Short-film festival a long-term investment
By Lee Cataluna
Advertiser Staff Writer
The way Jeff Katts tells it, necessity was the mother of the invention of 'Ohina.
Katts, an independent film maker, had a couple of short films under his belt but nowhere to show them.
That's how the 'Ohina Short Film Showcase was born three years ago.
The idea was to go beyond self-promotion and to create a venue for other Hawai'i filmmakers to show their works.
Katts and Jason Suapaia put out a call for entries. The pieces that were sent in blew them away in terms of variety, creativity and professionalism.
But what really knocked their socks off was the reaction to the one-day film festival. There were three showings of the showcase program at the Honolulu Academy of Arts theater. For the first show, the 280-seat theater was about half-full. For the second show, empty seats were hard to find. By the third show that evening, it was standing-room-only.
Then came the audience question that cornered them. "Are you guys gonna' keep doing this?" Katts and Suapaia looked at each other with hesitation and answered, "Uh, yeah."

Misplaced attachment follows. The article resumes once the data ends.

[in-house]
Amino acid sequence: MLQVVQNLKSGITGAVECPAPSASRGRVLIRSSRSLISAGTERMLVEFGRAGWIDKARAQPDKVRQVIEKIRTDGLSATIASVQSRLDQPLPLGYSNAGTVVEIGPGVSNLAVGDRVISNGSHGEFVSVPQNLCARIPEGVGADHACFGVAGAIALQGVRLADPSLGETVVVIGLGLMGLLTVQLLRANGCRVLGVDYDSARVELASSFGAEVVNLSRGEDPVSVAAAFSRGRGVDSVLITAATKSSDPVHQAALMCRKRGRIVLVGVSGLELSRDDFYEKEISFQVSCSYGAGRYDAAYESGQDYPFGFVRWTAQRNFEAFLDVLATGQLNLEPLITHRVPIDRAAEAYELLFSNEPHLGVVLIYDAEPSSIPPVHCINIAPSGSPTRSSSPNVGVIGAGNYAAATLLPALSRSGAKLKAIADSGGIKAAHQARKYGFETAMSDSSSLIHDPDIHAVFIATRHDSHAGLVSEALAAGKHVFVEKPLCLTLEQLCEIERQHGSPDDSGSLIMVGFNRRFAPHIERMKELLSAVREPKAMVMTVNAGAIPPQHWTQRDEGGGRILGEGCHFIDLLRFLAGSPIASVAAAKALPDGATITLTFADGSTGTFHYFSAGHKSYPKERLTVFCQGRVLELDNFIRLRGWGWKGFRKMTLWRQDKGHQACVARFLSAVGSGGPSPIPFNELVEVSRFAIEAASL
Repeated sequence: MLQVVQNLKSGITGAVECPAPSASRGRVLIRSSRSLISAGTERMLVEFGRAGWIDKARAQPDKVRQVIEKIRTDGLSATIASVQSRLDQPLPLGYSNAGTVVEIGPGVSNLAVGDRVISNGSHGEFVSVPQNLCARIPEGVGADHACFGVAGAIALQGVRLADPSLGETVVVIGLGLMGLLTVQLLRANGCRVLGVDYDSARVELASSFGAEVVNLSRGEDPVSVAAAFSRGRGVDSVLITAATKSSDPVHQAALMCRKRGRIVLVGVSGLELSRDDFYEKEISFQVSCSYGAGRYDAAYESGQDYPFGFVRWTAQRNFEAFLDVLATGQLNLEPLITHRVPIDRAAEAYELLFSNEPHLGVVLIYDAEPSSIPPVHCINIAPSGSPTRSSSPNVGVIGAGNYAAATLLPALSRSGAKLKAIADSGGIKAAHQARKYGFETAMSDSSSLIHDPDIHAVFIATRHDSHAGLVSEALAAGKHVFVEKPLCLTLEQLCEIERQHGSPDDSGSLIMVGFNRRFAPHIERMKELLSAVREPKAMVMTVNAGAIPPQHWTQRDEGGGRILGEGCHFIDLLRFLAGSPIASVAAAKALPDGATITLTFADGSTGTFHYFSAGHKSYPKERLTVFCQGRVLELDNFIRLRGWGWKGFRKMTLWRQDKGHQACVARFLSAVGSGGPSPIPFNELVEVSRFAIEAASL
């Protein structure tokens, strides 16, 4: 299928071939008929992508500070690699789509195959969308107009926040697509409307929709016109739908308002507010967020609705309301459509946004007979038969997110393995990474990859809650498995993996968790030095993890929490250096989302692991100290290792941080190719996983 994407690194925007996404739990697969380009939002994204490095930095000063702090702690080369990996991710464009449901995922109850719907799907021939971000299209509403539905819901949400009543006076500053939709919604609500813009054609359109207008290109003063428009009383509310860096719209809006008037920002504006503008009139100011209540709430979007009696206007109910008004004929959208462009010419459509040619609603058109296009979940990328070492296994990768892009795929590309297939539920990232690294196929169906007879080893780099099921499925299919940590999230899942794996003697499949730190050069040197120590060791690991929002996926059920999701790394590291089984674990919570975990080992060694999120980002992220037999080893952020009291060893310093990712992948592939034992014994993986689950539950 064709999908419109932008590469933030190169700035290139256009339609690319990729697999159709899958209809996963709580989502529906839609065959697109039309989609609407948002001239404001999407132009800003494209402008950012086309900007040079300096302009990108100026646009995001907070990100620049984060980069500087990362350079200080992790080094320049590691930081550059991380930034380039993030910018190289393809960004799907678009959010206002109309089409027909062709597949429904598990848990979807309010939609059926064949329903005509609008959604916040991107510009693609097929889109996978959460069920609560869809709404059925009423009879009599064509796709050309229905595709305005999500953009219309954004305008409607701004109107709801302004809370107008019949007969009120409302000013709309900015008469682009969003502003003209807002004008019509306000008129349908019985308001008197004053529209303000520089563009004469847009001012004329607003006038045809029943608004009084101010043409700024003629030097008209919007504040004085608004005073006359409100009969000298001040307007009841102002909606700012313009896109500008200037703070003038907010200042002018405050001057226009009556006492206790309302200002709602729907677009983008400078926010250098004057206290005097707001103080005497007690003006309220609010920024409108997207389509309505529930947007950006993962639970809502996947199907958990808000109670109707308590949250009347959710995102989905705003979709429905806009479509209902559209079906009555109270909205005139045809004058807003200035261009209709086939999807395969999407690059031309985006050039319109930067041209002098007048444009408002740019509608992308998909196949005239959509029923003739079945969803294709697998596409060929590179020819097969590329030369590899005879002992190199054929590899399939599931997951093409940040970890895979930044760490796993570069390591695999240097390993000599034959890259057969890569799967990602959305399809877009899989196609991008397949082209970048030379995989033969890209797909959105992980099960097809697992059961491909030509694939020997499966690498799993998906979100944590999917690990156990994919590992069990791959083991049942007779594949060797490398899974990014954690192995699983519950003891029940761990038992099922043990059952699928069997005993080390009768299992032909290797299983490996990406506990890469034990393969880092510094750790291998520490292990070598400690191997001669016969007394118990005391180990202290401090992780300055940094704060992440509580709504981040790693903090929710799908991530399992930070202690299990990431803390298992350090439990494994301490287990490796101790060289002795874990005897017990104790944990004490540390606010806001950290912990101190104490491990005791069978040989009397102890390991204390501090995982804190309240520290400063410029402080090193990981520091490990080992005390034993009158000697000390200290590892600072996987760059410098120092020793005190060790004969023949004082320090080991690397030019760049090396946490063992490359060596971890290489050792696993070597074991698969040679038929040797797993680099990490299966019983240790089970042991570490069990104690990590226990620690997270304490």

The hesitation came from knowing all the work involved in organizing the event. Time and money spent putting together 'Ohina means time and money NOT spent on making their own films. But Katts says he realizes how important it is to keep going, regardless of the sacrifices.
"If you love films, you end up doing more than just making films," Katts says. "I tell people I don't know what I'm doing but at least I'm doing it."
The second year of 'Ohina was rough. The showcase ran the same night as the primary election last year, and also had to compete with the Olympic coverage on TV and the big Waikiki ho'olaulea. Still, evaluation forms handed out to audience members held rave reviews, and in the comment area under "ways 'Ohina can improve," people wrote "keep going."
So that's just what Katts is doing.
He's put out a call for entries of short films or videos (under 30 minutes is allowed, but 10 minutes is encouraged).
Short films were popular in the early days of movies, when serials, news reels and animated pieces were shown in theaters before the main feature. The form is making a big comeback now on a number of Internet sites.
The deadline for entries is Aug. 3, and though Katts is giving people plenty of lead time, he knows, just like the last two years, he'll be swamped with video cassettes at the last minute.
For more information on 'Ohina Short Film Showcase, you can call 951-4413.
Lee Cataluna's column runs Tuesdays, Fridays and Sundays. Her e-mail address is firstname.lastname@example.org.